Why BlockFi Interest Rates Continue to Decline
Many were frustrated after Blockfi lowered their interest rates on BTC months ago, and just yesterday they announced a further decline in interest rates on all crypto assets.
Although this may be upsetting to people who had hoped to continously earn high yields on their crypto savings, let’s try to get a better understanding of where this yield was coming from, what the risks are to storing crypto on Blockfi and similar lending platforms, and where interest rates may go in the future.
Interest rates are the balance between supply and demand for any crypto asset. In other words, it is the price of money over a time period. The supply side comes from yield-seeking savers who forego consumption in order to consume more in the future, and the demand for borrowing money comes from yield seeking businesses who have a way to generate yield beyond what it costs to borrow.
In the crypto markets, most demand for borrowing crypto comes from arbitrageurs who need the cryptocurrency short term in order to capture a spread. This is most prolific in the Grayscale Trust Products as they have been one of the largest drivers of buying pressure in the market over the last six months. There are other arbitrageurs who seek to capture any spread between exchanges. Often times we see large spreads between exchanges especially in different countries, which creates demand for short term borrowing in order to sell bitcoin on one exchange at higher price and simultaneously buy on the other that is trading at a lower price.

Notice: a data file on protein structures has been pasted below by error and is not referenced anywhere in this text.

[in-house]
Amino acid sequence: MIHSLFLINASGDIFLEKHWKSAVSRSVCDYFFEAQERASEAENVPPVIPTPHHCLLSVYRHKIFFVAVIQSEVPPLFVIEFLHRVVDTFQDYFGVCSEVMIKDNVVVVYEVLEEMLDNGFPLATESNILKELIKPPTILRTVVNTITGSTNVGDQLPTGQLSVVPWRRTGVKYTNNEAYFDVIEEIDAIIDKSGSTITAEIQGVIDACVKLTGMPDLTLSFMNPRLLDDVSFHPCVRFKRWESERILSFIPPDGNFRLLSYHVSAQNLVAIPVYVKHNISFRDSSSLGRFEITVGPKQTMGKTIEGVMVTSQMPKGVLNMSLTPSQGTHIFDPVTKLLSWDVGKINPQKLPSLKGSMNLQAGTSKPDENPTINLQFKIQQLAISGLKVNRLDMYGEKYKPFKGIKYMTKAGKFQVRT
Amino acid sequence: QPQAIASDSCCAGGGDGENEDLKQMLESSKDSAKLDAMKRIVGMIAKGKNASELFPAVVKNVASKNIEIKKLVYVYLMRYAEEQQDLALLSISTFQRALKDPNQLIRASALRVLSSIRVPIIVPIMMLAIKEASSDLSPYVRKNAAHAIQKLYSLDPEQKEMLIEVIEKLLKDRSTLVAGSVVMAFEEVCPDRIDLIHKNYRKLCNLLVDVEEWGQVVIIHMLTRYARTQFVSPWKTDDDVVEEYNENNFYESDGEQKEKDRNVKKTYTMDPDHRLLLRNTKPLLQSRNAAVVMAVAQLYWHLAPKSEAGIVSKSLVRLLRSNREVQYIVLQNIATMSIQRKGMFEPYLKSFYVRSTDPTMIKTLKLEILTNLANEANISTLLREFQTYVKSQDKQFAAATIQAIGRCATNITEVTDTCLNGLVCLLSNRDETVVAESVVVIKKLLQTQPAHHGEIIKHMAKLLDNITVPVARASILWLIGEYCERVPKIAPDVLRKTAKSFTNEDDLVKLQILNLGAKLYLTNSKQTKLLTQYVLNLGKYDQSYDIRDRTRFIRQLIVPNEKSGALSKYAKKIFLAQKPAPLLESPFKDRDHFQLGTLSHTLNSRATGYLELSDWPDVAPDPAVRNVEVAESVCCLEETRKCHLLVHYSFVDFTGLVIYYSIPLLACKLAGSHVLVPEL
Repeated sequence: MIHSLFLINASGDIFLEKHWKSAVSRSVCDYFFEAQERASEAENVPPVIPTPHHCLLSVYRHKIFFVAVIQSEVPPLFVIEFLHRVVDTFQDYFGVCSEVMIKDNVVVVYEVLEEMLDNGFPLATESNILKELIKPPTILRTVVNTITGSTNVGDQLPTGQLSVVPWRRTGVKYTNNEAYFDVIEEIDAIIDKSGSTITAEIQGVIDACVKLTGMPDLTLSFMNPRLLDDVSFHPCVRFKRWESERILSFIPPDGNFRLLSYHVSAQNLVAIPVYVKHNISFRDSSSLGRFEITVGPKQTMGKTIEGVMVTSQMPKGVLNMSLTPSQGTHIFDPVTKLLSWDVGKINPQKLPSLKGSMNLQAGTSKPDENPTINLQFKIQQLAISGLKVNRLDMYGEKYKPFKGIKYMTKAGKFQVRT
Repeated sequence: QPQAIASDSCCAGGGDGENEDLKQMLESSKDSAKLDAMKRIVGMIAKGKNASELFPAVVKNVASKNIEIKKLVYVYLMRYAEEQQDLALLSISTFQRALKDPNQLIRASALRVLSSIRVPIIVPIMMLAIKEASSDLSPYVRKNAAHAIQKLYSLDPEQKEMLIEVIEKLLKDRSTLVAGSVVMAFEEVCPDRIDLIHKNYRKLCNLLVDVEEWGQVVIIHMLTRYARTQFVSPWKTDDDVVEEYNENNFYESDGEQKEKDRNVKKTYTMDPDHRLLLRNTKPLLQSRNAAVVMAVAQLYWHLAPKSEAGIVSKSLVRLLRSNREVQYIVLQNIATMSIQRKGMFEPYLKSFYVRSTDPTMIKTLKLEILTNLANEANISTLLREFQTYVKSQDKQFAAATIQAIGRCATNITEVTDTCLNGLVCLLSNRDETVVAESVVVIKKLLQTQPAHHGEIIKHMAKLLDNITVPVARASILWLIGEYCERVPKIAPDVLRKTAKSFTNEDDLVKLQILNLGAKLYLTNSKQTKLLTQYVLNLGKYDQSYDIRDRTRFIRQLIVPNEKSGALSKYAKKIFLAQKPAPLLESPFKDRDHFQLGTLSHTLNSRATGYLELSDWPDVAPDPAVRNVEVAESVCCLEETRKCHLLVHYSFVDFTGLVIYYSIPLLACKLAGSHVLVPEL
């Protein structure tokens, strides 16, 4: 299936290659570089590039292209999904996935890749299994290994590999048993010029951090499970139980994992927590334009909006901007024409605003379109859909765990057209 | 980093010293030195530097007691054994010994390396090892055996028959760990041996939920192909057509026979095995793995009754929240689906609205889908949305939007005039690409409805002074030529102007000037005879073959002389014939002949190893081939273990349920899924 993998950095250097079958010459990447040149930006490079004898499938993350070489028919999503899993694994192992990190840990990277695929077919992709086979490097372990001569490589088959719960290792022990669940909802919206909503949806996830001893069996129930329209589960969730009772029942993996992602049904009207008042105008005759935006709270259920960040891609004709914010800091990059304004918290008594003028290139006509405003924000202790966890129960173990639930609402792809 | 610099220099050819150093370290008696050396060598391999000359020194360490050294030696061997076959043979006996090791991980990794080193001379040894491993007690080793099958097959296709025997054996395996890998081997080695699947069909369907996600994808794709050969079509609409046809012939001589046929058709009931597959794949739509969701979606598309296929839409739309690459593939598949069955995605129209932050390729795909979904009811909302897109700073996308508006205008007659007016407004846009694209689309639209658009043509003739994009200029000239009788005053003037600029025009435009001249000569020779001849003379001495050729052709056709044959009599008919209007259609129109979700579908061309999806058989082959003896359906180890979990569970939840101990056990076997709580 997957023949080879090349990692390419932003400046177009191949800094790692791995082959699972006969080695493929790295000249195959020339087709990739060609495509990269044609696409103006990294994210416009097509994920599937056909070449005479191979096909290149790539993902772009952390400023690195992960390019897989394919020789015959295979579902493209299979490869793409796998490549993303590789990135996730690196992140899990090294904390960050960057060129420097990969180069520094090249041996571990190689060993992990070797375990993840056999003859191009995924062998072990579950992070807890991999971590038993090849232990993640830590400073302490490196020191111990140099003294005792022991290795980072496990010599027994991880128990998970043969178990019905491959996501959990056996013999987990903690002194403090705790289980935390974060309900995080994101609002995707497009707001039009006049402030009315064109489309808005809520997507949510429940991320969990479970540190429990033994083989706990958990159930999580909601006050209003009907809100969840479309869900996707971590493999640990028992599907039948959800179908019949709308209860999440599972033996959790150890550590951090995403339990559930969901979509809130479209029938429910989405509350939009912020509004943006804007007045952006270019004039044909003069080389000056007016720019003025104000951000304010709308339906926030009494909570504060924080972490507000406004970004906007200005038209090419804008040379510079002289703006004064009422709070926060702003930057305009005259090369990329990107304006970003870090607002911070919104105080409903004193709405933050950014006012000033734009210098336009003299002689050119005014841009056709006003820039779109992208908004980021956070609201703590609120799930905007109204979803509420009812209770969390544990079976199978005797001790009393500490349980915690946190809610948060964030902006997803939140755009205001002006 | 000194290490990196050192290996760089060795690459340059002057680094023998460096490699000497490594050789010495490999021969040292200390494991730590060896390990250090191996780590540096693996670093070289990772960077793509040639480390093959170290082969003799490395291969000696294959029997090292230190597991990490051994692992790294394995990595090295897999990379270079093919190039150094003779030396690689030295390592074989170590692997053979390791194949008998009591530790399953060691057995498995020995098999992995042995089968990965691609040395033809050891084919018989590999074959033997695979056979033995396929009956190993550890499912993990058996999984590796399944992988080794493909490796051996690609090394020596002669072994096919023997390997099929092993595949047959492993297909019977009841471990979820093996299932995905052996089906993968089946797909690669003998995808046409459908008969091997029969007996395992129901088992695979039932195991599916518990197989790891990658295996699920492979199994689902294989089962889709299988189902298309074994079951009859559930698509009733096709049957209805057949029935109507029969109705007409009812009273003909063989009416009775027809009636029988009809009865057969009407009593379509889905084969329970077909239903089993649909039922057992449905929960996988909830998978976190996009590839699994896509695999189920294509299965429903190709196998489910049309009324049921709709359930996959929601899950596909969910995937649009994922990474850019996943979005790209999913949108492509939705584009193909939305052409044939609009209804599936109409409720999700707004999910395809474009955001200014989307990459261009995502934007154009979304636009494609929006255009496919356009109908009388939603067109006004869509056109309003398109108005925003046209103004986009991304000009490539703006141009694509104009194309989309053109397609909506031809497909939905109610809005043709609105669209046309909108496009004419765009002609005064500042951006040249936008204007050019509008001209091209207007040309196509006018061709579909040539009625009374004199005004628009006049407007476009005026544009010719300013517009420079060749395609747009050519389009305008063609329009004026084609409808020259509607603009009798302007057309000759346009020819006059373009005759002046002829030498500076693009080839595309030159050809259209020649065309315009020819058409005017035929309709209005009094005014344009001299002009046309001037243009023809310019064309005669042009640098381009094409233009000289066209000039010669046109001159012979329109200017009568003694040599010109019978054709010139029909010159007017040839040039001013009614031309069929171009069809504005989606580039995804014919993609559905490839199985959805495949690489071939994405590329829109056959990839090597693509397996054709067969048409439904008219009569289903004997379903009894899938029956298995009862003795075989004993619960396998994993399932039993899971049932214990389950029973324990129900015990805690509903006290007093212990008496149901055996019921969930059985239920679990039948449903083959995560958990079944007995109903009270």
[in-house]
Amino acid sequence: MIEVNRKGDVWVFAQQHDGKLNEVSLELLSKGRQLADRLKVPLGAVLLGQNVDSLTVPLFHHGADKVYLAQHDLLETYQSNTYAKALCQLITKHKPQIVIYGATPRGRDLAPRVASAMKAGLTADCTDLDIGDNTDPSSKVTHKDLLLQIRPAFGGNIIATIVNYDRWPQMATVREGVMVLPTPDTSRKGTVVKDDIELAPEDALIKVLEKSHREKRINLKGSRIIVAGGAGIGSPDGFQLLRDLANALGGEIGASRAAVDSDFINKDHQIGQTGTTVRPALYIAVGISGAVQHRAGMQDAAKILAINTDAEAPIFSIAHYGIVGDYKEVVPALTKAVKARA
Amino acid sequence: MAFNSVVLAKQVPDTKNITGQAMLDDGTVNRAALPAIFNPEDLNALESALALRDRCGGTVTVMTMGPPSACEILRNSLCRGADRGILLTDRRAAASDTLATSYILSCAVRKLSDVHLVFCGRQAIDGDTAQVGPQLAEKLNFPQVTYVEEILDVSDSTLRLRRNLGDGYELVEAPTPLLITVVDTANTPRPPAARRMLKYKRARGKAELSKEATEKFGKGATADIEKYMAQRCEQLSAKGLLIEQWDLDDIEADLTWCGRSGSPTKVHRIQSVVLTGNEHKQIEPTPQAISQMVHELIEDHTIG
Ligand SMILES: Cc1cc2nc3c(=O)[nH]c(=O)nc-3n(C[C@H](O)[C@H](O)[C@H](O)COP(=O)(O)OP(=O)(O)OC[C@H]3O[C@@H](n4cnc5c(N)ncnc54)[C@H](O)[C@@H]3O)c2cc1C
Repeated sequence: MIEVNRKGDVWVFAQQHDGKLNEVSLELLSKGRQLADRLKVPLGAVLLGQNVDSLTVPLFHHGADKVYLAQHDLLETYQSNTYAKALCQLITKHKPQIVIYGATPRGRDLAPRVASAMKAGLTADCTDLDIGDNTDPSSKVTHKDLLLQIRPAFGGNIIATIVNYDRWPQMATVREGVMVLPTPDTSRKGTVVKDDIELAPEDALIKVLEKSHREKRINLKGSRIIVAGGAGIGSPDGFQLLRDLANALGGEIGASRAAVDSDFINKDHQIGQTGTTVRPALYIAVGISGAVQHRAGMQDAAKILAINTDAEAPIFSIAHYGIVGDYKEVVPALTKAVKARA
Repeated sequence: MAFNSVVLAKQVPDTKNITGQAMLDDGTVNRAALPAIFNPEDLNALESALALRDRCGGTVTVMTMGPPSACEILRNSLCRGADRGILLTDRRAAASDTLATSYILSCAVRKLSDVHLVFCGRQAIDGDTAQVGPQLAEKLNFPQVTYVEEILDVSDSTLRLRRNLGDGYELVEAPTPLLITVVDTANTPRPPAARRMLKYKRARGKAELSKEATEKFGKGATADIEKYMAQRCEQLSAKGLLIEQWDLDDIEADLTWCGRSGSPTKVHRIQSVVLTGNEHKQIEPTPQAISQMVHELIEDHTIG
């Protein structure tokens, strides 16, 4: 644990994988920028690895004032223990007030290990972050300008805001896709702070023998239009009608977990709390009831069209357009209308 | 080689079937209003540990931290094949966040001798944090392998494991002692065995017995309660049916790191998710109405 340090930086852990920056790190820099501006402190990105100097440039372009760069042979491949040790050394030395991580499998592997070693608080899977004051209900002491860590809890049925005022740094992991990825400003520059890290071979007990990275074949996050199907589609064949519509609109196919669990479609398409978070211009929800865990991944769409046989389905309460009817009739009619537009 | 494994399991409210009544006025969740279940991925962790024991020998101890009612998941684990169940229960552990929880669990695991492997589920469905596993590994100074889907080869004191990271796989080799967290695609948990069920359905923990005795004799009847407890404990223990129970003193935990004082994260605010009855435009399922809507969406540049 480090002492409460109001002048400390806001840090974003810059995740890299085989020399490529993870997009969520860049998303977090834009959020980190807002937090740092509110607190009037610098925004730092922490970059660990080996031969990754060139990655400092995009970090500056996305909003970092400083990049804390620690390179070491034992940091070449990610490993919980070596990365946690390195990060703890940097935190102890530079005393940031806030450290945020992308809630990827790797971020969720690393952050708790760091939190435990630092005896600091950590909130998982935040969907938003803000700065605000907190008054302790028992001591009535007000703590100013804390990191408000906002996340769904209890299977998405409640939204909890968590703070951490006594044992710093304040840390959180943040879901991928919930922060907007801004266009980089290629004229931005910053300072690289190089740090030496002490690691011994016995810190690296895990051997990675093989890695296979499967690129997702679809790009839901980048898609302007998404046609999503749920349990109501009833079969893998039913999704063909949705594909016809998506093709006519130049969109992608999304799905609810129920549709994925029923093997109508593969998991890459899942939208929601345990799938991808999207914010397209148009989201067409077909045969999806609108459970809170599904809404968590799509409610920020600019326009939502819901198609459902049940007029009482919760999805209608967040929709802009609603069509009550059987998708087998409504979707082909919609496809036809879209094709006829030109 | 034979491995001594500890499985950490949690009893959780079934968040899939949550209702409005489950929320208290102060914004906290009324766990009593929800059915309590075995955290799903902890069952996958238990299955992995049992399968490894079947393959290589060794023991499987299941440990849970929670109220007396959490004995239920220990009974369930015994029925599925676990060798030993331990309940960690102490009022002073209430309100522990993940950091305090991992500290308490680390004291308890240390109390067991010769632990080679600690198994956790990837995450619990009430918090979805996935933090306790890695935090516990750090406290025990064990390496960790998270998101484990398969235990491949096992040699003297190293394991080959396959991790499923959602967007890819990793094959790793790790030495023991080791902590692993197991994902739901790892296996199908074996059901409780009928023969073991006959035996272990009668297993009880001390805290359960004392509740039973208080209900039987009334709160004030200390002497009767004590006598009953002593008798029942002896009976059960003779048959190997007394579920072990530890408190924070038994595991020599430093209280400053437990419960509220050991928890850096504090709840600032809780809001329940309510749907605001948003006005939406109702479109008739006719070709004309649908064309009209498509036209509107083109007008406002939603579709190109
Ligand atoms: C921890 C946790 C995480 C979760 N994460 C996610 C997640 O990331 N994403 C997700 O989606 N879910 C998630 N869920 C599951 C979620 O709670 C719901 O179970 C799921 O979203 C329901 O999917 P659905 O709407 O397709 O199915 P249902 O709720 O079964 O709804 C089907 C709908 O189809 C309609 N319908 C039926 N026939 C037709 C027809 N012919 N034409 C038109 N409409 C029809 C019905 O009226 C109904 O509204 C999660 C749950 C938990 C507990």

When BlockFi was originally offering these high yields, it attracted savers such that excess supply of crypto to lend pushed prices(interest rates) lower. This is the same market dynamic occuring on the opposite side of the trade in the Grayscale Trust Products. The high premium of 1,000+ percent attracted so much interest that eventually that yield has to collapse (supply outweighs demand).
The problem with these types of high yield environments is that risk is often not properly identified. In the case of the Grayscale trade, for awhile it was easy money. But, when word travels around that there is all of this easy money to be made, people become overconfident and size aggressively.
Currently, the ETC trust is trading at a 30% discount to spot as people are stuck holding ETCG shares and there is no liquidity on the buy side for these shares. Buying Grayscale shares is risky in general because 1. you can’t actually use/access the underlying asset, 2. they charge a 2% management fee, 3. competition in the crypto etp/etf space can collapse demand for Grayscale shares, and 4. because of the first 3 points, the liquidity profile can deteriorate, meaning you may never be able to get out of this trade.
When you add borrowing crypto for a period of 6–12 months you also expose yourself to the upside volatility risk in price, meaning it’s possible that your liability in $$ terms increases by thousands of percent such that even if there is buy side liquidity to exit the trade, you still may end up losing.
Some of these crypto lending institutions have already gone bust. IHaveCred was a lending platform went out of business during the start of the bull market in cryptocurrency. Were they not prepared for the upside volatility? If you don’t understand where the high yield these platforms is coming from, I would be reluctant to send any of my cryptocurrency holdings to them. If you believe cryptocurrency has the chance to appreciate thousands of percent, attaining a 6% additional taxable gain isn’t worth the downside risk.
Where will rates go in the future?
I think that since it has been going horribly wrong for many who came late to the party in this Grayscale trade, these yields won’t be coming back any time soon. When borrowing crypto is for real productive activity instead of speculation and arbitrage, then eventually we’ll probably see rates return to the historical level of cost of capital (around 10%).